To do this, we need a representative comparable device of each fuel type, but we recognize that electricity delivers different performance than fossil fuels in all three of these energy uses.  For water heating, we compare natural gas tank water heaters to electric heat pump tank water heaters. Similarly, we compare gas furnaces with electric heat pump furnaces.  The vehicle comparisons highlight most clearly the differences in the experience delivered. We compare the electric Nissan Leaf to its gasoline “twin”, the Nissan Versa, but these are definitely more fraternal than identical twins when one recognizes the differences in performance, maintenance and fueling constraints.

NissanLeafvVersa(Source: https://insideevs.com/news/317230/how-do-evs-and-ices-compare-really/)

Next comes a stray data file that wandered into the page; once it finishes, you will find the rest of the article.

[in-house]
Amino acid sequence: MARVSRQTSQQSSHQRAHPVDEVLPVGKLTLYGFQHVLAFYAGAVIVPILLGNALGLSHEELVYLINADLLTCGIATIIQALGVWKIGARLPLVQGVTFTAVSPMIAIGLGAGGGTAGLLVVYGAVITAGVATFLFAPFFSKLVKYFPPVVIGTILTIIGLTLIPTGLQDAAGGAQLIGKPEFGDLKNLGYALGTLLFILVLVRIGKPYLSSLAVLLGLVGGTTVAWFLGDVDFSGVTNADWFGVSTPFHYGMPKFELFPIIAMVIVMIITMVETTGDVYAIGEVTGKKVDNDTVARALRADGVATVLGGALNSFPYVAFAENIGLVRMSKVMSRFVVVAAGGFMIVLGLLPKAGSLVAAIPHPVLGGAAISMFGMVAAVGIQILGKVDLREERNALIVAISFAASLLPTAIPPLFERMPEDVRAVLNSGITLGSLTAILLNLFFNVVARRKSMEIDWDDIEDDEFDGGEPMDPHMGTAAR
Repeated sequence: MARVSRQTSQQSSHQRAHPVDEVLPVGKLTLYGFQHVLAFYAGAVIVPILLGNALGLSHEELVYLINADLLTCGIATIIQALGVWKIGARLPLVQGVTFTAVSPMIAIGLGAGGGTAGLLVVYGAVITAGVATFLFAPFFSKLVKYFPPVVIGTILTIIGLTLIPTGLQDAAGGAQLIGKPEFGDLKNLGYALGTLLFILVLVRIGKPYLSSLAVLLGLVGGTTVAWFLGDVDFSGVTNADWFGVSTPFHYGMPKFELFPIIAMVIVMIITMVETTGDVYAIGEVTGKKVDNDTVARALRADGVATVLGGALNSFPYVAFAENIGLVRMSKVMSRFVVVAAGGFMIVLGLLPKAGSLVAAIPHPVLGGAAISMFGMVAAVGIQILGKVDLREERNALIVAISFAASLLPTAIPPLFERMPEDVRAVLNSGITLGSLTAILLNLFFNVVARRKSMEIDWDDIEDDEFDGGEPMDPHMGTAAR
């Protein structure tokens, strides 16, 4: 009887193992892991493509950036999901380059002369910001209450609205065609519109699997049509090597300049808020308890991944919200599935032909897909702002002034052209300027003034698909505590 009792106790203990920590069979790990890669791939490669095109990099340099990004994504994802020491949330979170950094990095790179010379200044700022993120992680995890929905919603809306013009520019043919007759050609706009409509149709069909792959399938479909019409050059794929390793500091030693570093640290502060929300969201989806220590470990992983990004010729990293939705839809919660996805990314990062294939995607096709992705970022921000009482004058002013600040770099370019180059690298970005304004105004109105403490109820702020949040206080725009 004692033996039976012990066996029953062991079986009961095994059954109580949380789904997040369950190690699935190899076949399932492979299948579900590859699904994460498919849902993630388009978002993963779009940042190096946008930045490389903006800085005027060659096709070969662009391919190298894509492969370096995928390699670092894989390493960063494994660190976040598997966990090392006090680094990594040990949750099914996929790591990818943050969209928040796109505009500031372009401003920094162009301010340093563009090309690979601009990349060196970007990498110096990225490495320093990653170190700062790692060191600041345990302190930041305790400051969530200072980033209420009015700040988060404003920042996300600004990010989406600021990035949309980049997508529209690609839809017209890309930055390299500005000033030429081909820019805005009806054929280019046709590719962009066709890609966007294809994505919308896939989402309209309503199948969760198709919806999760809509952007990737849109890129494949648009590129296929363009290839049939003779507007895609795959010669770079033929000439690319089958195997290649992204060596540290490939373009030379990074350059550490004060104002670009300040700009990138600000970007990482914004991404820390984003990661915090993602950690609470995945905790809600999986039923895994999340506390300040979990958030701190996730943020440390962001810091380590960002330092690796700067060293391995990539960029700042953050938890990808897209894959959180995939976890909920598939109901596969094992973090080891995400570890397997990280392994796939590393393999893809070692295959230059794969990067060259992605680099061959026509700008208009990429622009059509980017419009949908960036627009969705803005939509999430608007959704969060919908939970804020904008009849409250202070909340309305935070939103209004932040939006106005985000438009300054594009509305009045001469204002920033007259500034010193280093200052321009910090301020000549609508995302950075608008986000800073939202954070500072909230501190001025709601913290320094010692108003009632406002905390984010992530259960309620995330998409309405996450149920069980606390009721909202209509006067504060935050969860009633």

Nonetheless, as one factor that will drive choices in these markets, these fuel cost calculations are eye-opening.  For both space heating and water heating, we find that moving natural gas and electricity prices to equal their SMCs would increase the incentive for electrification by about $160 per year on average.  In California, setting these prices at SMC would lower natural gas costs, but it would lower electricity costs much more.  The change would eliminate the current cost advantage of natural gas for space and water heating, about equalizing their fuel costs with the heat pump alternatives.

Estimates of upfront capital and installation costs vary a lot for these alternatives, but median estimates suggest heat pump furnaces cost about $3000 more installed, though, importantly, they include air conditioning. The median of the estimates we saw for water heaters suggest heat pumps cost about $1000 more. These numbers are changing every year as the technology changes.